Ronak R Choksy, MBA 2016-18, Vinod Gupta School of Management, IIT Kharagpur

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Perhaps the only other thing in India that gets as much attention as cricket and Bollywood, is the Union budget. There already are a lot of eyes on the budget session that is coming up on the 1st of February. This year’s budget is special due to a number of reasons. Firstly, for the first time, the Union budget and the railway budget are going to be announced together and on February 1 instead of the usual February 28. Secondly, Uttar Pradesh Legislative Assembly elections are due in February. A populist budget has the potential to turn around the UP elections in BJP’s favour. And most importantly, this will be the first budget after Prime Minister Narendra Modi’s bold demonetization move in November.

Demonetization has reduced people’s spending. There are concerns over slower GDP growth of our country as a result of demonetization. IMF has cut India’s growth forecast to 6.6% from 7.6% after demonization. Hence, most people believe that the government might relax the income tax slabs to boost public spending and get the GDP back on track. According to most newspaper speculations, basic tax exemption limit should be increased to from the current Rs. 2.5 lacs. But in my opinion, such a tax relief will not help much in boosting spending because only 1%-2% of the Indians (or roughly 4% of labour force) pay taxes. Instead the budget might focus more on boosting agriculture and rural economy as they were the most hard-hit among all. The government may also consider lowering corporate tax rates to enhance the economic growth. Lower corporate tax will boost corporate investments in research and development and infrastructure and will also create more employment. This will also attract more foreign investment in India. Lower corporate tax may not necessarily mean lower revenue for the government. In fact in the past we have seen an increase in government revenue after lowering corporate taxes. Hence as compared to relaxing income tax, decreasing corporate taxes makes more sense in this situation.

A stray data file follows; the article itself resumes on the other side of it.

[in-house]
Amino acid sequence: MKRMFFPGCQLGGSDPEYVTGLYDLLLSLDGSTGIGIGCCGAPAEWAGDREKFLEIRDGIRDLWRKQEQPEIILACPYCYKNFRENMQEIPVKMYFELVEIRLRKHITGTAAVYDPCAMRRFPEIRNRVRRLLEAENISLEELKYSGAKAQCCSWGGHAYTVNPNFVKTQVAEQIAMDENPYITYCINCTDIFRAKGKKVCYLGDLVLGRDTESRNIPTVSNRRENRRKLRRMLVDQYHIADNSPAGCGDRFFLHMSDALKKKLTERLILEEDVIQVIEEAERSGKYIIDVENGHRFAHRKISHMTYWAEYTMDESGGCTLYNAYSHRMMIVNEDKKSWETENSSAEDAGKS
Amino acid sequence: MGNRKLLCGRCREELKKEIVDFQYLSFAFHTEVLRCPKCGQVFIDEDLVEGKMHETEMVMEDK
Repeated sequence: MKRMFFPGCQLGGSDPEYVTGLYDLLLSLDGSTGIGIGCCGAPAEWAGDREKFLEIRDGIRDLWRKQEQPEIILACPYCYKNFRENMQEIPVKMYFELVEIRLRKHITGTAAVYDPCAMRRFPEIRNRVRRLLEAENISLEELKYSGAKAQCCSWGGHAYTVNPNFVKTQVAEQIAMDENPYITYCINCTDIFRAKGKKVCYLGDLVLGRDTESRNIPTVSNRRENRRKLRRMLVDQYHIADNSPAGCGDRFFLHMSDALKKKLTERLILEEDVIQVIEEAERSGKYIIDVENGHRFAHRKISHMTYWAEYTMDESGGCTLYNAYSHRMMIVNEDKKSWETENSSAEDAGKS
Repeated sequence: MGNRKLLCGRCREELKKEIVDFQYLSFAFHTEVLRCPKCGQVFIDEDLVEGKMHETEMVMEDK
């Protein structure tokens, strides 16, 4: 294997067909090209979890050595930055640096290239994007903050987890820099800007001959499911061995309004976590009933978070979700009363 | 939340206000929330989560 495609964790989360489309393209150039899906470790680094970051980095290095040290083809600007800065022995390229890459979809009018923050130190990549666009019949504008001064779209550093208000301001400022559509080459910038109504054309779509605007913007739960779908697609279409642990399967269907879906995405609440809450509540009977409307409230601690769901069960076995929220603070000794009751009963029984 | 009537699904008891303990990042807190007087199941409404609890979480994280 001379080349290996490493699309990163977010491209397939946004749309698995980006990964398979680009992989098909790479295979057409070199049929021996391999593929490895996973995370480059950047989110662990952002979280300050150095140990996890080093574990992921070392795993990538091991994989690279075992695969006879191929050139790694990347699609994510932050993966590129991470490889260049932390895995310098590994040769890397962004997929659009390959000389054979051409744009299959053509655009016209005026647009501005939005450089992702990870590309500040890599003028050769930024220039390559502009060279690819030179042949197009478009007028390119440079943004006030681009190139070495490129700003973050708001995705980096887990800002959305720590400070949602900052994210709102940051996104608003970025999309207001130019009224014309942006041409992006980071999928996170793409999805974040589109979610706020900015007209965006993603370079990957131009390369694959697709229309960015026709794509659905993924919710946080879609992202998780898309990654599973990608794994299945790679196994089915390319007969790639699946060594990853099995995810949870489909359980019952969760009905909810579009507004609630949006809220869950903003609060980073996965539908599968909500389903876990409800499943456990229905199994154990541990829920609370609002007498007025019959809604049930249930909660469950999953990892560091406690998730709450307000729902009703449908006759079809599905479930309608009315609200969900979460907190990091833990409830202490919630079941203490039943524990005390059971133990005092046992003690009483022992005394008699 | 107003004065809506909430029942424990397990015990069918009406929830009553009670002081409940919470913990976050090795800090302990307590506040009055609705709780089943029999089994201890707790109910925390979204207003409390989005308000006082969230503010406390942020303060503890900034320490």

Will this rat race ever end: – Indian states not catching up with richer ones?

The following article is based on my own interpretation of the said events and/ or publicly available information. Any material borrowed from published and unpublished sources has been appropriately referenced. I will bear the sole responsibility for anything that is found to have been copied or misappropriated or misrepresented in the following post.

Abhijeet Roy, MBA 2016-18, Vinod Gupta School of Management, IIT Kharagpur


India is a country of great diversity; be it culture, festivals or even wealth. On one hand, India has cities like Mumbai, Bangalore and Delhi, where people can afford luxuries in their lives. However, the country also holds several places, where people are extremely poor and are barely able to meet the ends. Despite the country’s meteoric GDP growth rate (about 8%), poverty in India is still pervasive; especially in states like Jharkhand, Manipur, Odisha, Arunachal Pradesh.

Samuel Johnson once said that “a decent provision for the poor is a true test of civilization” India is one of the fastest growing economies in the world and yet its wealth is hardly redistributed across the population. Every year the Chief Minister speaks about the upliftment of their state but in the next session again the ranking worsens. Less developed states such as Bihar, Madhya Pradesh and Chhattisgarh had started improving their relative performance. But the data shows that those developments were neither strong nor durable enough to change the underlying picture of divergence.